Whether vaccinating kids should be up to their parents or the government was a hot political topic early this month with probable presidential candidates weighing in. This week’s Loop Congressional Research Service Report pick looks at the federal government’s role in immunization policy.
The federal government can buy and distribute vaccines, as well as keep data and funding research, but is “constrained in its ability to mandate the use of specific vaccines by individuals,” the report says. Requiring immunizations is a states issue.
Our colleague Todd Frankel wrote last month that Mississippi (yes, Mississippi) has the lowest number of unvaccinated children in the country because it has “a strict mandatory vaccination law that lacks the loopholes found in almost every other state.”
States require children enrolling in public schools to be vaccinated, but there are exemptions for any number of reasons, including some states that allow parents to opt out for religious or philosophical reasons.
Gov. Chris Christie (R-N.J.) and Sen. Rand Paul (R-Ky.) made headlines for wavering on whether vaccinations should be mandatory in early February, but in the heated aftermath, most politicians quickly asserted that they should be.
The debate has resurfaced with the resurgence of measles in the United States. Last year, there were more than 600 reported U.S. cases — the highest by far in 20 years. In the first month of 2015 there were 102 cases. As of this week it’s up to 154 cases.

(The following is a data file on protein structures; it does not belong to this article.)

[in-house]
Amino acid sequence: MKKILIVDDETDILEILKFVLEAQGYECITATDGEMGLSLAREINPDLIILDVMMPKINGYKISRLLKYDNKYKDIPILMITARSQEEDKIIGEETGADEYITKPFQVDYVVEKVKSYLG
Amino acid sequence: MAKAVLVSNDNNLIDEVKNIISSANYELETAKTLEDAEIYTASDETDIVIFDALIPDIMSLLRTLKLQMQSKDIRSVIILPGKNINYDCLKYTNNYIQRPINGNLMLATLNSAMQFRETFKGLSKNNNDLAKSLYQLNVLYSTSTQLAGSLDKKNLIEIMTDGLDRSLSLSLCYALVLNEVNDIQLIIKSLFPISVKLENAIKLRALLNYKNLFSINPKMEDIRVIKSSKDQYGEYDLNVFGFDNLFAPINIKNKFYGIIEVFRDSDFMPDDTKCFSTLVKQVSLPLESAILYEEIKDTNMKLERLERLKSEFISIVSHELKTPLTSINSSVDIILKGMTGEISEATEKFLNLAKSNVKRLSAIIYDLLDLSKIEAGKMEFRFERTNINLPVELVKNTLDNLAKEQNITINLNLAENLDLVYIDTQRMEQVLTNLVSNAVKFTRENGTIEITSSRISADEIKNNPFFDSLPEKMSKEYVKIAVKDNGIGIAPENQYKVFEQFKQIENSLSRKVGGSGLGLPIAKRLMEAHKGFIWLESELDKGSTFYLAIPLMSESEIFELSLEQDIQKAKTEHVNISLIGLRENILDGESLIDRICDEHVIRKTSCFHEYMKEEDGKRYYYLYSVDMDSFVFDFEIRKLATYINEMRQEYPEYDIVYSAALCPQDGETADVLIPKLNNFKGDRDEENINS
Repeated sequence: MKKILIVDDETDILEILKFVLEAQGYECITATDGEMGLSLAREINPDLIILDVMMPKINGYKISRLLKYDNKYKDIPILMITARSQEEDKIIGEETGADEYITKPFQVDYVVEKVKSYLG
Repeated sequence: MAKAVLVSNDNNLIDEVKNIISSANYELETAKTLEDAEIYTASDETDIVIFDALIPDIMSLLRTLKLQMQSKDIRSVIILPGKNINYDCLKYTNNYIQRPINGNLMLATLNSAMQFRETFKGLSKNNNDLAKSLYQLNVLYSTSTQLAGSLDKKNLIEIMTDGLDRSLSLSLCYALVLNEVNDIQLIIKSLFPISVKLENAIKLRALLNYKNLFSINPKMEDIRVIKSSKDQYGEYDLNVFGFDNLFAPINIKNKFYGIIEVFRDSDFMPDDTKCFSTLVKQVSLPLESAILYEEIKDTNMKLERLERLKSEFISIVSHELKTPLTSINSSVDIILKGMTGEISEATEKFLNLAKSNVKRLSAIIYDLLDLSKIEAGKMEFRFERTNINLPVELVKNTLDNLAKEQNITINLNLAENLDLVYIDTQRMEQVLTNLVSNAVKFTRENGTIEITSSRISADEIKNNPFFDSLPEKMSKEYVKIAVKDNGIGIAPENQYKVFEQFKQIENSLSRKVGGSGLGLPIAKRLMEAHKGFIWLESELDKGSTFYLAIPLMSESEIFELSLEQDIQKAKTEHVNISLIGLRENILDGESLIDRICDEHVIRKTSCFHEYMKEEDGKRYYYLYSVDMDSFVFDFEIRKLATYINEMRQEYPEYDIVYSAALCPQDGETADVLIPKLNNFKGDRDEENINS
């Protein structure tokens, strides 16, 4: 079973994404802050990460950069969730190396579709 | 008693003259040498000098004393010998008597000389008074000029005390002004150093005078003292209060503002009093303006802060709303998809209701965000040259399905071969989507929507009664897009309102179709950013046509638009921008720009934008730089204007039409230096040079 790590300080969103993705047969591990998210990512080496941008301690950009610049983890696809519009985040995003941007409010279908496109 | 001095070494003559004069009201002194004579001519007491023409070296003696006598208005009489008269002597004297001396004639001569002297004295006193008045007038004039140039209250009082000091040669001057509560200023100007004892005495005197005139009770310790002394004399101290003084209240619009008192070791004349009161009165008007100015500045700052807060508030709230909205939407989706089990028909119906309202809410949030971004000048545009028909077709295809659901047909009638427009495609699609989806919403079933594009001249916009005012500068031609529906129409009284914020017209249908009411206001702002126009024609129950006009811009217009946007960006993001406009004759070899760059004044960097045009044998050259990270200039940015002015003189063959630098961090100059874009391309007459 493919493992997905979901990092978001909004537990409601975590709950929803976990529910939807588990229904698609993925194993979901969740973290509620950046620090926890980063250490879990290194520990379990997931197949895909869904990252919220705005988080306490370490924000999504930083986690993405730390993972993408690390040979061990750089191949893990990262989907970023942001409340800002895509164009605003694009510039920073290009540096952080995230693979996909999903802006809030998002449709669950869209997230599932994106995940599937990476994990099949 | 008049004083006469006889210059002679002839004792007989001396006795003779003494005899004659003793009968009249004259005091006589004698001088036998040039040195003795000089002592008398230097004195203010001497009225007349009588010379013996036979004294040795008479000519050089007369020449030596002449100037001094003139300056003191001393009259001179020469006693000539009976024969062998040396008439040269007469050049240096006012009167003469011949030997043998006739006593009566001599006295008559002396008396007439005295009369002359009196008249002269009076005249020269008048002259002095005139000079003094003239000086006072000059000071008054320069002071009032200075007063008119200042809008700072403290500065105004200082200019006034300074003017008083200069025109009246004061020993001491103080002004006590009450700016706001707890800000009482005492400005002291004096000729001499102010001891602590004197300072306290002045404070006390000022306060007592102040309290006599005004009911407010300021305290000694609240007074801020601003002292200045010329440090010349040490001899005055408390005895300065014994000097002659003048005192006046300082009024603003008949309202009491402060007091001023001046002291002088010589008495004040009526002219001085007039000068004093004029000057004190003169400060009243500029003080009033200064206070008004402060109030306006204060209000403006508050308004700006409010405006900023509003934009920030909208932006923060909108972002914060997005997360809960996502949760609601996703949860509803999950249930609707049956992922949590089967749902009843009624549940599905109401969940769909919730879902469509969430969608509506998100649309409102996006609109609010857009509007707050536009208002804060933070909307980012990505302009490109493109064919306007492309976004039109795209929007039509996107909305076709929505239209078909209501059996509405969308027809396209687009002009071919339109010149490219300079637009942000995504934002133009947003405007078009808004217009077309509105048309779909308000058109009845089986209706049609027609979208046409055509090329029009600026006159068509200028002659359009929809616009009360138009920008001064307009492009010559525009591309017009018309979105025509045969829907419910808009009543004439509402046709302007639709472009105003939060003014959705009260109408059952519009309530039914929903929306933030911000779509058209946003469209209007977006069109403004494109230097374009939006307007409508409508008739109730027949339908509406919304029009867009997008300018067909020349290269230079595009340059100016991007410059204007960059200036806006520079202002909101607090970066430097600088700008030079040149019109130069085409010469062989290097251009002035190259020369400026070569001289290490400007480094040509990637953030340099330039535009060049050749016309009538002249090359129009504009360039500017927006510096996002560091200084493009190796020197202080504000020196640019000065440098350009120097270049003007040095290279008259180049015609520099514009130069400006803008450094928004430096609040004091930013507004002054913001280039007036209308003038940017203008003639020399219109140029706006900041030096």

While the annual rate of children getting their measles shots remains above 90 percent, “the increased number of imported measles cases, combined with pockets of unvaccinated individuals, has resulted in a larger number of outbreaks in recent years,” the CRS report says.
Even though the federal government can’t force anyone to vaccinate their kids, it can keep urging folks to do so. U.S. Surgeon General Vivek Murthy, on the White House blog this week, noted the measles outbreak is a serious concern and said: “The most important thing people can do to protect themselves against measles is to get vaccinated.”
Previous Loop CRS Reports of the Week: